Articles Tagged with NEXT Financial

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Dion Rey Padilla, of San Antonio, Texas, submitted an Offer of Settlement to the Department of Enforcement of the Financial Industry Regulatory Authority (FINRA) for allegedly making an unauthorized purchase of a variable annuity for a customer and misrepresenting to the customer on numerous occasions that it was not a variable annuity.

FINRA found that, while employed by NEXT Financial Group, Inc., Dion Padilla misrepresented a variable annuity investment to his customers, who stressed to him that they did not want any of their funds invested in a variable annuity due to the fees and their desire for liquidity.  Mr. Padilla allegedly presented a variable annuity application to the customer, assuring him that it was not for a variable annuity, but a type of managed money investment.  Mr. Padilla’s misrepresentations, however, were false and misleading. Continue reading →

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Betsy Bratton Marcom, a former Registered Representative with the Georgetown, Texas branch of NEXT Financial Group, Inc. (NEXT Financial), submitted a letter of Acceptance, Waiver, and Consent in which she consented to, but did not admit to or deny, the Financial Industry Regulatory Authority’s (FINRA) sanction and findings that she made unsuitable investment recommendations to her customer which resulted in approximately $135,000 in realized losses.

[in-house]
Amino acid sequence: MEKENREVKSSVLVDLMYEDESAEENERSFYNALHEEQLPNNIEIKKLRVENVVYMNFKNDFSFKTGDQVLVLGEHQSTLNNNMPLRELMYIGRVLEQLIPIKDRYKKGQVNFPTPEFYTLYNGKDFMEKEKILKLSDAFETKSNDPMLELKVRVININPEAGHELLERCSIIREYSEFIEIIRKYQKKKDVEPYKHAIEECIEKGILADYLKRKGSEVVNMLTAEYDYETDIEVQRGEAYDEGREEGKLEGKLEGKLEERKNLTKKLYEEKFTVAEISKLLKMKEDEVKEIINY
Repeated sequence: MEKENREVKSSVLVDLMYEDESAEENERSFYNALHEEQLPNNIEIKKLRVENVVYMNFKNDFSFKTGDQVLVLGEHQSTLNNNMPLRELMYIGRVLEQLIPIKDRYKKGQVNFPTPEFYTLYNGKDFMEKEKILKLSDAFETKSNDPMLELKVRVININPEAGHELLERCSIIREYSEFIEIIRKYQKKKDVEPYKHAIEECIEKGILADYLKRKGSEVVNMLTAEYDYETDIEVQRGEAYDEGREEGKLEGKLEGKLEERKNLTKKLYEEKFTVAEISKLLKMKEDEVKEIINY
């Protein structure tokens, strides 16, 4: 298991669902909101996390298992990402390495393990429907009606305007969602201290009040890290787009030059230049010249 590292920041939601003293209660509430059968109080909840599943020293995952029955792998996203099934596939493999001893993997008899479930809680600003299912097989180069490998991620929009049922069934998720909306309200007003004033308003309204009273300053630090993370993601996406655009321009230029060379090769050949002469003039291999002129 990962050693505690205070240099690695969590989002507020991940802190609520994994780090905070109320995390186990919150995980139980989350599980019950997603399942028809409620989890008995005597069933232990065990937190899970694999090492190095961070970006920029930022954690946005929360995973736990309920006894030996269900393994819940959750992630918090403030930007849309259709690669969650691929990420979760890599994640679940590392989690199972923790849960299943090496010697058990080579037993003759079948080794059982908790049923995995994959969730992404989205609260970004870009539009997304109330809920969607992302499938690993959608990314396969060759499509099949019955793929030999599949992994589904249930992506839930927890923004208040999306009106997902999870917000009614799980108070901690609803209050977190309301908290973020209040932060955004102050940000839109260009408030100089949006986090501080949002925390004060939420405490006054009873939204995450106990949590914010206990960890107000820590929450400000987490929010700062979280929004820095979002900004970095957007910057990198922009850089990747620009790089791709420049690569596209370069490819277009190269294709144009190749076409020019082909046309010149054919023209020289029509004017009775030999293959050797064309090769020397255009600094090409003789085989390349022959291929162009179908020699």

FINRA’s findings state that Betsy Marcom, of Georgetown, Texas, recommended that her client, a non-profit parish church, invest almost its entire portfolio in non-investment grade corporate bonds. Her recommendation was inconsistent with her client’s investment objectives and risk tolerance. According to FINRA, Betsy Marcom was a member of her client’s Finance Council and recommended that the council begin investing in non-investment grade bonds in order to generate a larger return in their account. Relying on the expertise of Ms. Marcom, the church’s account became increasingly concentrated in the bonds, reaching as much as 99% of the account’s assets. As a result of Ms. Marcom’s unsuitable recommendations, her client had invested over $700,000, approximately 45% of its liquid assets, in non-investment grade bonds in the NEXT Financial account, with realized losses of approximately $135,000. Continue reading →